With all the tumultuous political theater taking place it's a wonder that stocks move at all, especially in an upward direction, though the recent buying spree - which began in September 2019 - has been aptly aided by continuous money printing and liquidity being shoved into the REPO market by the Federal Reserve. Until the Fed ceases its now-daily operations, stocks will never suffer losses. It's just a matter of fact. Like Warren Buffett supposedly quipped, "Give me a trillion dollars and I'll show you a good time, too."

Meanwhile, inflation will be ramping up sooner, as per the wishes of the Fed, whose various voices and charts keep telling the American public that the US economy hasn't yet met their target of two percent inflation, as if higher inflation were a good thing (it's not). All along, however, inflation has been raging in health care, education, and housing, but those factors are not apparently part of the Fed's purview. Therefore, they continue to print at a rate faster than previous bouts of QE while Chairman Jerome Powell insists this round of liquidity pumping is "not QE."

Sure, we'll buy that. And that horse over there is actually a rabbit.

Just how hard has the liquidity pump been working?

Since mid-October, on a weekly basis, the Dow has been up 10 weeks, down three; the NASDAQ, since late September, 14 weekly gains, two weeks with losses; S&P: 13 up, two down; NYSE: 13 up, two down.

That's a nice-looking rabbit ya got there. Mind if I ride him?

At the Close, Friday, January 17, 2020:
Dow Jones Industrial Average: 29,348.10, +50.50 (+0.17%)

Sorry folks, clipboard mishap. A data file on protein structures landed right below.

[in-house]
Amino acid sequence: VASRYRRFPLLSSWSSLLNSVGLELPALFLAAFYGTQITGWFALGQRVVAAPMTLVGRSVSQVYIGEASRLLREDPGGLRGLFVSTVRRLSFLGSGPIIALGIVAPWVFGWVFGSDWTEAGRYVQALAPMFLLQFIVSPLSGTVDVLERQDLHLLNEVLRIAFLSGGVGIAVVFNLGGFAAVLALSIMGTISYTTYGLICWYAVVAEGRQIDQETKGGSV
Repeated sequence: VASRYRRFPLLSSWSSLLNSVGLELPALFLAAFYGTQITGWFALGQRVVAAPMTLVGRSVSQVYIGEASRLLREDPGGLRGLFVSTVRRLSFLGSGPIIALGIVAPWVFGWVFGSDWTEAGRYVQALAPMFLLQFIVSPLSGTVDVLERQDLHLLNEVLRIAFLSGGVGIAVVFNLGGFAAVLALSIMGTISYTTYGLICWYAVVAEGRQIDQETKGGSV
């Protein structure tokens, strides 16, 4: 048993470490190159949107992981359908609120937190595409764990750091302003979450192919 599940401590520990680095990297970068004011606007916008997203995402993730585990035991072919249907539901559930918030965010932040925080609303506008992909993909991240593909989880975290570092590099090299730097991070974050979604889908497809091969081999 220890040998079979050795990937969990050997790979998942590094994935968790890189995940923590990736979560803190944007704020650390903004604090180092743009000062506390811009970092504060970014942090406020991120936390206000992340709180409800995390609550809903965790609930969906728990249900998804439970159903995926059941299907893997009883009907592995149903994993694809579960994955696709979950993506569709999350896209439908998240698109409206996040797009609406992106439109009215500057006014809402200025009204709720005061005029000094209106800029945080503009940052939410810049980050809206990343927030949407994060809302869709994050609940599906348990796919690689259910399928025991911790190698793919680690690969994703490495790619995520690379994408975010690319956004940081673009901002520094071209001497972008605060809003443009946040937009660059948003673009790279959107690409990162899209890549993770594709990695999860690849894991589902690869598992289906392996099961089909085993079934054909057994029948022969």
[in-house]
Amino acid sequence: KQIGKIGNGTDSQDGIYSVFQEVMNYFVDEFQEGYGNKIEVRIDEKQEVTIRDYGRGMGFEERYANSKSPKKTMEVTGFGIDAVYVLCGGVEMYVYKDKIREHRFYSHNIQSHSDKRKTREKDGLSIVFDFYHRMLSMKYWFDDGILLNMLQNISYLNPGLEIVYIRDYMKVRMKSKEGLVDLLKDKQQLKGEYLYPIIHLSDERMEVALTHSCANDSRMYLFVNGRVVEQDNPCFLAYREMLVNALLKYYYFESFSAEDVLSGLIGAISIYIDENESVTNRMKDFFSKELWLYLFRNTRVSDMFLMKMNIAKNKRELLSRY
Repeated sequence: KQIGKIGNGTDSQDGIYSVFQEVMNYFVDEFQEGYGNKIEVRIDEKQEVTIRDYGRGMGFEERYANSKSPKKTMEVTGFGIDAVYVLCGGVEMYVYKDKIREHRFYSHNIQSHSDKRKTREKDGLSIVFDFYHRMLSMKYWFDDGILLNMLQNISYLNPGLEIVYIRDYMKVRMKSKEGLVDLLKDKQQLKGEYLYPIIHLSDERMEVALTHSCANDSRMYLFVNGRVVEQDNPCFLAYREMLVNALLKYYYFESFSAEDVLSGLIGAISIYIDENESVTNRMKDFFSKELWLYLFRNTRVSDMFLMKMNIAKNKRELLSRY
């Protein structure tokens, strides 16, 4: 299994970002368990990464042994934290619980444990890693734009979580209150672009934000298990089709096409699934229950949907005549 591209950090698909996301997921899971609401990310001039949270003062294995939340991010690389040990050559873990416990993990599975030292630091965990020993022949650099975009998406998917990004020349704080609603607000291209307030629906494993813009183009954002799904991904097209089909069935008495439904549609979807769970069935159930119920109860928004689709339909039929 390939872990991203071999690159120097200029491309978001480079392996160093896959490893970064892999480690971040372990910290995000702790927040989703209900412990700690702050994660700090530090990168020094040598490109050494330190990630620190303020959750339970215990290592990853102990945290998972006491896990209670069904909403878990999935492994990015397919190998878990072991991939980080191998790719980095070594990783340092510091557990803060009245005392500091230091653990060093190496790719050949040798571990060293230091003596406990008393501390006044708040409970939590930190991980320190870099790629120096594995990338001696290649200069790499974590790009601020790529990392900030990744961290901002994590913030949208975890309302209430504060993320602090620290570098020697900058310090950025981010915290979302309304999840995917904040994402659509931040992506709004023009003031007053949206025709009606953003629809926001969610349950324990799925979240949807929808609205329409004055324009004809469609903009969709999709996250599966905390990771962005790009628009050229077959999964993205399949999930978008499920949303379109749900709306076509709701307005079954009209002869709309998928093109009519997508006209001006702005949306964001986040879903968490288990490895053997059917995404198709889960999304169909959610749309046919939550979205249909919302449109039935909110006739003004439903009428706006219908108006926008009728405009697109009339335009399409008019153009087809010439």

NASDAQ: 9,388.94, +31.81 (+0.34%)
S&P 500: 3,329.62, +12.81 (+0.39%)
NYSE: 14,183.20, +41.40 (+0.29%)

For the Week:
Dow: +524.33 (+1.82%)
NASDAQ: +210.08 (+2.29%)
S&P 500: +64.27 (+1.97%)
NYSE: +225.23 (+1.61%)

Friday, January 17, 2020

Confluence Of Impeachment, Virginia State Of Emergency, Peter Schweizer Book Could Damage Stocks

With stocks soaring to even higher new record highs again on Thursday, there's little doubt over the levles of irrationality and exuberance being displayed by the hoi poloi investing elite, their magic money spigot at the Fed and their marvelous algorithms which interpret all news as positive for stocks.

It is precisely in conditions such as these (the Dow Jones Industrial Average has vaulted over 29,000 with ease and is up a stunning 3,219 points since October 3rd, a 12.3% gain in just three-and-a-half months. The time period in question coincides neatly with the Federal Reserve's stoking engagement into the repo market, pumping, by some estimates, over $1.5 trillion into the hands of primary dealers and hedge funds, ramping the Fed's own balance sheet by more than $413.7 billion since the end of August.

The Fed's particular brand of irrational exuberance is at a pace reminiscent of prior bouts of QE in 2009, 2010-11, and 2012-14, even though the Fed cutely insists this is "not QE." Balderdash.

Normally, nobody gets alarmed over gigantic gains in stocks, giving their overall pleasant scent (go ahead, you know you want to sniff your currency) and beneficial purchasing power, but this severe repricing of stocks is beginning to look Weimar-like, when stocks in 1920s Weimar Germany rose by obscene percentages, but cashing in hundreds of shares could only purchase a day's worth of food due to the overarching hyperinflation of the currency.

Not to say that the same is or will be happening in the United States, though signs of runaway inflation are prevalent, but something may go wrong at some point that tears the social construct and eventually affects stocks and currency.